The Null Device
Posts matching tags 'japanese'
The Japanese government is planning a system for certifying the authenticity and Japaneseness of Japanese restaurants around the world:
The origins of the wasabi horse-radish (preferably from the Izu peninsula), miso paste (preferably from the Nagano mountains) and pickled ginger (preferably from Tochigi) will all be scrutinised. Rice is expected to be the most frequent area of failure: a true sushi master will insist on Japanese koshihikari rice grown in Japan.
The same variety grown in California might, just, be acceptable. Faux pas may include serving Chinese soy sauce, or miso soup in a porcelain cup.Meanwhile, bluefin tuna used in sushi has been found to contain terrifying amounts of mercury, at least in the US.
Word of the day: Mojibake (n): the phenomenon of text on a computer rendering as garbage characters because of an incorrect character encoding being used to read it. (From the Japanese 文字 (moji; letter or character), and 化ける (bakeru; to appear in disguise, to take the form of, to change for the worse).
100 things we didn't know this time last year:
8. Devout Orthodox Jews are three times as likely to jaywalk as other people, according to an Israeli survey reported in the New Scientist. The researchers say it's possibly because religious people have less fear of death.
59. Oliver Twist is very popular in China, where its title is translated as Foggy City Orphan.
74. It takes a gallon of oil to make three fake fur coats.
81. George Bernard Shaw named his shed after the UK capital so that when visitors called they could be told he was away in London.
99. The Japanese word "chokuegambo" describes the wish that there were more designer-brand shops on a given street.
100. Musical instrument shops must pay an annual royalty to cover shoppers who perform a recognisable riff before they buy, thereby making a "public performance".
Recently discovered courtesy of 3RRR's International Pop Underground: this gem.
Ostensibly a Japanese children's choir singing cheerful songs with chromatic percussion, drums, funky basslines and fuzz/wah guitar, it was actually produced by two French hipsters in 1971; the Japanese words they sing (i.e., things like "Yamamoto Kakapote") may or may not mean anything. Think of it as a sort of Polyphonic Spree combined with Momus-esque orientalism.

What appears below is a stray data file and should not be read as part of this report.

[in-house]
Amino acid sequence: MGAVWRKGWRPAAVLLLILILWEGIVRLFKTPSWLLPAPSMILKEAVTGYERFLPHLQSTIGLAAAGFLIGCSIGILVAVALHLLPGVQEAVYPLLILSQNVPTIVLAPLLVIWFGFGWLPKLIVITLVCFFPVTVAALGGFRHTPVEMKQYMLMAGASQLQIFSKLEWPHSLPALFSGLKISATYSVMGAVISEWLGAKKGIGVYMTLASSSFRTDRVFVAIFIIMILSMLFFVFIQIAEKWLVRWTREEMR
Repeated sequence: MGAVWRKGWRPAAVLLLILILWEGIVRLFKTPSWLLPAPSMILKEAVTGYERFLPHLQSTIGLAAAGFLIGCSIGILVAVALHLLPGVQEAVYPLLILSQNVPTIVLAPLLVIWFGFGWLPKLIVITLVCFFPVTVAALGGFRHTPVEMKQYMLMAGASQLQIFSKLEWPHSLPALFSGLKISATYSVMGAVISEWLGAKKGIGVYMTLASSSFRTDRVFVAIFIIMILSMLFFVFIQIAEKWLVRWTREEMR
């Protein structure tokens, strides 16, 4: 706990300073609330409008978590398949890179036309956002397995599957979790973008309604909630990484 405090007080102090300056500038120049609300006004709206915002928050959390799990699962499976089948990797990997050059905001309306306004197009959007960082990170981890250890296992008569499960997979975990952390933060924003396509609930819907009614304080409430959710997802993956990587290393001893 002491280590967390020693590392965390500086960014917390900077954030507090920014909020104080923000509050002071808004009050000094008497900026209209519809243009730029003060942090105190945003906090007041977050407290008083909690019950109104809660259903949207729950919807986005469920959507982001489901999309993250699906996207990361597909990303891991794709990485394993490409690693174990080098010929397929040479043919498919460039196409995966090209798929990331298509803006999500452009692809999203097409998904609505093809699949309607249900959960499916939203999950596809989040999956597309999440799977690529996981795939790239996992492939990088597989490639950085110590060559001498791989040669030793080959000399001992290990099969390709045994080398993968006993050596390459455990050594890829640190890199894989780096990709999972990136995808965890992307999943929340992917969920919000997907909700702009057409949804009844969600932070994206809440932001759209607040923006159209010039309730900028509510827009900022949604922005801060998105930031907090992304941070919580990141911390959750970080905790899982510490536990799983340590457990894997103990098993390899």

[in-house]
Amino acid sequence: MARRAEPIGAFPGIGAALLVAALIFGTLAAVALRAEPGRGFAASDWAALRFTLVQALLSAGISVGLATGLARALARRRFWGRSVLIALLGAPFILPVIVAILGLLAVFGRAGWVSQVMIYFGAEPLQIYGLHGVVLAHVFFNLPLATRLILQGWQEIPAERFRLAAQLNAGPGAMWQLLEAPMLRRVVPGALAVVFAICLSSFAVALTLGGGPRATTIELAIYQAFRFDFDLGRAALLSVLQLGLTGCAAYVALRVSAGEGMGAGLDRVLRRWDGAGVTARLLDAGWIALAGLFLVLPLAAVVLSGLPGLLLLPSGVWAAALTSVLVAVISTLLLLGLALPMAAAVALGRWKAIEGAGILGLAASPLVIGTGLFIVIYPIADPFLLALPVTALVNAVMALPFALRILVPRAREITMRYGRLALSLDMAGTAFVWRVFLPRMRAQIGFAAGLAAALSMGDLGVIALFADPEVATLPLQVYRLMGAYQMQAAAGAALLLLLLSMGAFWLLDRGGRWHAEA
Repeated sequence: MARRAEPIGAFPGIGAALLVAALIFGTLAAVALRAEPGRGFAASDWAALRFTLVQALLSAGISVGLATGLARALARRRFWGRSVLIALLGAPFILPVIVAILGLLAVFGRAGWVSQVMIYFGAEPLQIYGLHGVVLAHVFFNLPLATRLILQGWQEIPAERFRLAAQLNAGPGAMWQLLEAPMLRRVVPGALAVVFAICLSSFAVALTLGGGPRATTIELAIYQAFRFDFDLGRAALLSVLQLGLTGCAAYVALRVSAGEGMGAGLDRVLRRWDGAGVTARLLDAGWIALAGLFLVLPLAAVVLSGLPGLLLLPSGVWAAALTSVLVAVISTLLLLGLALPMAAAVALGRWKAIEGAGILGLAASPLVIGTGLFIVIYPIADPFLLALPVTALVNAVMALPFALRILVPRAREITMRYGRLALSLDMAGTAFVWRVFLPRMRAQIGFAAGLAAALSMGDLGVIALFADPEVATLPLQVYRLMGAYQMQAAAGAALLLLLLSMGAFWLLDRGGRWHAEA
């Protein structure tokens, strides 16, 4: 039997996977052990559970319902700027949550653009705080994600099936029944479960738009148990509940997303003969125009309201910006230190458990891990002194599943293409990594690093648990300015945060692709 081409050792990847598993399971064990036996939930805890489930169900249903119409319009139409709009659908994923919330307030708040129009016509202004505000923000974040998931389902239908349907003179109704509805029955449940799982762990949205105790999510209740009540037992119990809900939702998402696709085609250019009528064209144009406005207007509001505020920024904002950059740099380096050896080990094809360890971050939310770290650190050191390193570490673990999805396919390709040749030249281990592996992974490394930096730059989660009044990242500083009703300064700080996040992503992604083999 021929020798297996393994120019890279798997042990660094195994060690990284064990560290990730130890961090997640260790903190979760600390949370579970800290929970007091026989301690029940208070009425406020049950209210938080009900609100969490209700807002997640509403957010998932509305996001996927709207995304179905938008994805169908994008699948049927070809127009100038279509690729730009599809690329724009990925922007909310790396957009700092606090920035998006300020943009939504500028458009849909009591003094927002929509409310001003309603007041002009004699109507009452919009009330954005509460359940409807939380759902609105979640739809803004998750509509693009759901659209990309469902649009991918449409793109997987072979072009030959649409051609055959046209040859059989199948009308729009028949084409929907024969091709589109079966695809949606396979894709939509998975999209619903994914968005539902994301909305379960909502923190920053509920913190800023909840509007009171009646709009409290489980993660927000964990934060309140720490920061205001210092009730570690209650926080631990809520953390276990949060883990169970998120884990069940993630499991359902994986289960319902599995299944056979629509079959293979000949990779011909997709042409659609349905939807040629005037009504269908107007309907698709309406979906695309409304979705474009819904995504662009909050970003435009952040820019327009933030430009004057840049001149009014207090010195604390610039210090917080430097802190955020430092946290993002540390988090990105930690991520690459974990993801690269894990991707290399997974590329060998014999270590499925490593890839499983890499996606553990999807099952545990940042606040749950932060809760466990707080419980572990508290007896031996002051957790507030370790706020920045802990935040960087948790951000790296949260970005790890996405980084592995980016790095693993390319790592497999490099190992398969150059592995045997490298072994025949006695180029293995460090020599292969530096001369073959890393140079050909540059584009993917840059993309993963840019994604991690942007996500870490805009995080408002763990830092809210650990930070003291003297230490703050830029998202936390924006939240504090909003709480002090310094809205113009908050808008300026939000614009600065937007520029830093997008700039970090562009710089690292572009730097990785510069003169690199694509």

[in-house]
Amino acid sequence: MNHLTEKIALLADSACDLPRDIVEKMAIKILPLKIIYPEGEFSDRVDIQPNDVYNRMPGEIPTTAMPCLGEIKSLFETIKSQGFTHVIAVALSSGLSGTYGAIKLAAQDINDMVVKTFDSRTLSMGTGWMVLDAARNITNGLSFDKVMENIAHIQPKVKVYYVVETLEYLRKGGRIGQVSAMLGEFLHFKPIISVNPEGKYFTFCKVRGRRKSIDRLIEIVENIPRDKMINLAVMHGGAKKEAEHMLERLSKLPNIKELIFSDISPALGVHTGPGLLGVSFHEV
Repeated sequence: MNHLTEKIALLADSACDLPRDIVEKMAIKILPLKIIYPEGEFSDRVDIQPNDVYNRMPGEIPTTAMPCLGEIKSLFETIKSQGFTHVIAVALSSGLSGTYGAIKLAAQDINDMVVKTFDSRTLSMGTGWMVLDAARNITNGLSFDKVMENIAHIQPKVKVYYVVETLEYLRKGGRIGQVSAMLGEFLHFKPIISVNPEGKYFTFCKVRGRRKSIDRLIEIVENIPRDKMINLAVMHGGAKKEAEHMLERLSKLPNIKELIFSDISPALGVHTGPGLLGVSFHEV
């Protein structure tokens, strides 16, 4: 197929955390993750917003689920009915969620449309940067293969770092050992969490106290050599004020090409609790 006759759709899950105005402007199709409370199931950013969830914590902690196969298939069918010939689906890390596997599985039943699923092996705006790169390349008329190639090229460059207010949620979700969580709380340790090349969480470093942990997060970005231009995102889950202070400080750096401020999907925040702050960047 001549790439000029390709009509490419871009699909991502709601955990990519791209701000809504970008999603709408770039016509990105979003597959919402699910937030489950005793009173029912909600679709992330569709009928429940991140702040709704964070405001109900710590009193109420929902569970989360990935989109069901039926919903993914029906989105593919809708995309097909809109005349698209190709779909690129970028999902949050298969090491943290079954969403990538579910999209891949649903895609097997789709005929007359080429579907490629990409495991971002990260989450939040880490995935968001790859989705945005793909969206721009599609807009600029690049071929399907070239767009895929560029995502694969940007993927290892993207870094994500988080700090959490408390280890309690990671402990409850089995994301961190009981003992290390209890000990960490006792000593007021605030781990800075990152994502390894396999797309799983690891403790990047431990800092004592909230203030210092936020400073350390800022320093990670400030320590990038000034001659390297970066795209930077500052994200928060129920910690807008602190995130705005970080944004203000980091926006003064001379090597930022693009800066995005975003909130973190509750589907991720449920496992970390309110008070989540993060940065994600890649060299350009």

Rats have been trained to tell the difference between spoken Japanese and Dutch. (via bOING bOING, who immediately saw the biowar potential of such developments)
And a big hello to all my readers in the international indie-pop underground; in particular, to the Japanese indie kids coming here via this bulletin board. I don't know Japanese, but it appears to be some sort of indie-pop-related web BBS, with a rather twee colour scheme, some very kawaii-looking cat cartoons and some intriguing fragments of English text
The show starts at 8 p.m. MINISKIRT will play roughly 12 songs including their classics "Blue Contact Lenses" and "No Jesus No Coffee No Coffee No Jesus" and some new songs which they never played live before.
(I'm wondering whether "win a sheep free" is the name of a band, and if so, what they sound like).
The Babelfish translation sheds slightly more light on it, not to mention a few particularly doovy turns of phrase, such as "super luxurious gorgeousness".
Btw, if you came here looking for the photos from last weekend's Ninetynine CD launch, they're here.
The latest fad among young Japanese is having sekusutomo -- literally "sex friends", or groups of friends one has casual sex with, on a rotating basis. (via rotten.com)